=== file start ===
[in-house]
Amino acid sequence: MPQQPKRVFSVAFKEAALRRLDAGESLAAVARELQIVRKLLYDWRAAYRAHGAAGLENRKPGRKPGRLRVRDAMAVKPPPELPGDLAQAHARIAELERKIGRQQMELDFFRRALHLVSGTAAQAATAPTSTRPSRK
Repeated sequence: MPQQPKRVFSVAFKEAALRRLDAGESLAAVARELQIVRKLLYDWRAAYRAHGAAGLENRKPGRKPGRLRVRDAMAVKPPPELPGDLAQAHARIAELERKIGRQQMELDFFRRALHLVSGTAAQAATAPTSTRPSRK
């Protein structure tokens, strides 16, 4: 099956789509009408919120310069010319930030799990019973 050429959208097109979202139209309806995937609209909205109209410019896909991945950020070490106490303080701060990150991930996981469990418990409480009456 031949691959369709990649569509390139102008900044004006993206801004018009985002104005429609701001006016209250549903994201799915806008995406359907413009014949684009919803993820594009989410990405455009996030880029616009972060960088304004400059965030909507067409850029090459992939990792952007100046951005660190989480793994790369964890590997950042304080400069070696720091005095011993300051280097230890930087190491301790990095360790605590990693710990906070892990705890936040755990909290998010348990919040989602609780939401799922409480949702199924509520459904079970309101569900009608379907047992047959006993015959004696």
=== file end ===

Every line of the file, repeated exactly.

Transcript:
[in-house]
Amino acid sequence: MPQQPKRVFSVAFKEAALRRLDAGESLAAVARELQIVRKLLYDWRAAYRAHGAAGLENRKPGRKPGRLRVRDAMAVKPPPELPGDLAQAHARIAELERKIGRQQMELDFFRRALHLVSGTAAQAATAPTSTRPSRK
Repeated sequence: MPQQPKRVFSVAFKEAALRRLDAGESLAAVARELQIVRKLLYDWRAAYRAHGAAGLENRKPGRKPGRLRVRDAMAVKPPPELPGDLAQAHARIAELERKIGRQQMELDFFRRALHLVSGTAAQAATAPTSTRPSRK
């Protein structure tokens, strides 16, 4: 099956789509009408919120310069010319930030799990019973 050429959208097109979202139209309806995937609209909205109209410019896909991945950020070490106490303080701060990150991930996981469990418990409480009456 031949691959369709990649569509390139102008900044004006993206801004018009985002104005429609701001006016209250549903994201799915806008995406359907413009014949684009919803993820594009989410990405455009996030880029616009972060960088304004400059965030909507067409850029090459992939990792952007100046951005660190989480793994790369964890590997950042304080400069070696720091005095011993300051280097230890930087190491301790990095360790605590990693710990906070892990705890936040755990909290998010348990919040989602609780939401799922409480949702199924509520459904079970309101569900009608379907047992047959006993015959004696």